Kettering Entrepreneur Society funding helps students launch creative business ventures

After students presented to KES in the summer last year, four were granted seed grants totaling more than $3,300 to help them pursue their business ideas.

Kettering University students received funding boosts to creative business ventures, thanks to the Kettering Entrepreneur Society.

After students presented to KES in the summer last year, four were granted seed grants totaling more than $3,300 to help them pursue their business ideas.

Eric Stuckey ‘18 received $830 for his business, RigWorks. Jonathan Blanchard ‘16 received $982.44 for his business, Stemletics. Jeff Lehto ‘16 received $355 for his business, L&L Outfitters. And Trevor Bennett ‘19 received $1,154 for his business, Media Muncher.

Stemletics

Blanchard, a Flint native, wants to be able to pair STEM education with basketball and other sports to teach kids that there is more to sports while also teaching them how to be healthy from a young age.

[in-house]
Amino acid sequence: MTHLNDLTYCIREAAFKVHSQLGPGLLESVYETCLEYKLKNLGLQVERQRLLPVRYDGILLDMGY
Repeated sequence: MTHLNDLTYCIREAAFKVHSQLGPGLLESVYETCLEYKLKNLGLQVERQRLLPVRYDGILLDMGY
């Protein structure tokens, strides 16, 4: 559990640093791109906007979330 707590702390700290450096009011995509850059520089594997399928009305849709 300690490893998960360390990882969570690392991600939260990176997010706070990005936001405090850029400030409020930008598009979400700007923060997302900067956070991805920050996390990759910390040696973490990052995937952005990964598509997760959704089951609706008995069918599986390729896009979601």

Blanchard recently started his business Stemletics (www.stemletics.com) to combine those passions.

“I’m hoping that they’ll see there’s more to sports than just picking up a basketball and shooting. There’s all types of science, math and technology that can be infused,” said Blanchard, a Business major. “I love working with youth and mentoring youth. I strongly believe they are the future of the world.”

His program includes using the 94Fifty Smart Sensor Basketball to teach students the science behind basketball. The interactive basketball connects via Bluetooth to any smartphone or tablet to track shot arc, release speed, backspin, dribbling speed and control.

Blanchard is launching a pilot program at Genesee STEM Academy, where he currently works for his co-op. After presenting at the Green Light Flint Business Competition at the Flint Farmers' Market in January, his business caught the attention of the Crim Fitness Foundation and plans on implementing the program in the Flint schools this coming up fall and summer.

L&L Outfitters

Lehto, a Mechanical Engineering major, started L&L Outfitters to fix a problem that he and other hunters have experienced.